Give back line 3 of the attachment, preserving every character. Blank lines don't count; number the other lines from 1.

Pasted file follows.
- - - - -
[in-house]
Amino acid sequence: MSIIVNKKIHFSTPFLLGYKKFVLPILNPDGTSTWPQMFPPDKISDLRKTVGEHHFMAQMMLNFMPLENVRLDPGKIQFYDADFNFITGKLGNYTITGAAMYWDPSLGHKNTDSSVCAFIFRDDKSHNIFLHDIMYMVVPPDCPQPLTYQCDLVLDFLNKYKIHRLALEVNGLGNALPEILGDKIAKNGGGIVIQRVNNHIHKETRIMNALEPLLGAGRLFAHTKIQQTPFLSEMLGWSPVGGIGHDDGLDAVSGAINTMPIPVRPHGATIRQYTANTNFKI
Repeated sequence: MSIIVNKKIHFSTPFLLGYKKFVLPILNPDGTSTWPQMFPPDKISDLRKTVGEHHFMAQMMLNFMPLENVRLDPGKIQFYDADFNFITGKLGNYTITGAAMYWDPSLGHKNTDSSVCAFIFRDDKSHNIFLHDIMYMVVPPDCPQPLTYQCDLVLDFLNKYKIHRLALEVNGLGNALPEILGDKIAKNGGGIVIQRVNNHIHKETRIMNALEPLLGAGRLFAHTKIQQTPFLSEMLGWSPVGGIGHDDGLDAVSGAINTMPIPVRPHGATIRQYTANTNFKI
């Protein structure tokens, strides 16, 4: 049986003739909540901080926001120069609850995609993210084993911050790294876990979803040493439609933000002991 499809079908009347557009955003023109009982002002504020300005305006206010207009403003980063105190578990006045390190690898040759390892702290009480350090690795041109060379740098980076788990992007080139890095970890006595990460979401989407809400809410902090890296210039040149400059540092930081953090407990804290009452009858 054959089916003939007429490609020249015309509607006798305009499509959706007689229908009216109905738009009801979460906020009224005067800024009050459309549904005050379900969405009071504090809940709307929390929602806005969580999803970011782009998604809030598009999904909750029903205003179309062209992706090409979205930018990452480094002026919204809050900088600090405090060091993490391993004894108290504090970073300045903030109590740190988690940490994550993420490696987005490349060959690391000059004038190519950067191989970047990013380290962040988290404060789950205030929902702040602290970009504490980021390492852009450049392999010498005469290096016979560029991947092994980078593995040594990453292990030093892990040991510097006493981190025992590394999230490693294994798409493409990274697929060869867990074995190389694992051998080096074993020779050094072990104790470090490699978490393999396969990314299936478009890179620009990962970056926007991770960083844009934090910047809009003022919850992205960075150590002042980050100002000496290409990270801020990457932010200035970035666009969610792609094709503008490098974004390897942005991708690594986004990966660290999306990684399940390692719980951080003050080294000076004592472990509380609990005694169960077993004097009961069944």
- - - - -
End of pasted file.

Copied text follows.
Repeated sequence: MSIIVNKKIHFSTPFLLGYKKFVLPILNPDGTSTWPQMFPPDKISDLRKTVGEHHFMAQMMLNFMPLENVRLDPGKIQFYDADFNFITGKLGNYTITGAAMYWDPSLGHKNTDSSVCAFIFRDDKSHNIFLHDIMYMVVPPDCPQPLTYQCDLVLDFLNKYKIHRLALEVNGLGNALPEILGDKIAKNGGGIVIQRVNNHIHKETRIMNALEPLLGAGRLFAHTKIQQTPFLSEMLGWSPVGGIGHDDGLDAVSGAINTMPIPVRPHGATIRQYTANTNFKI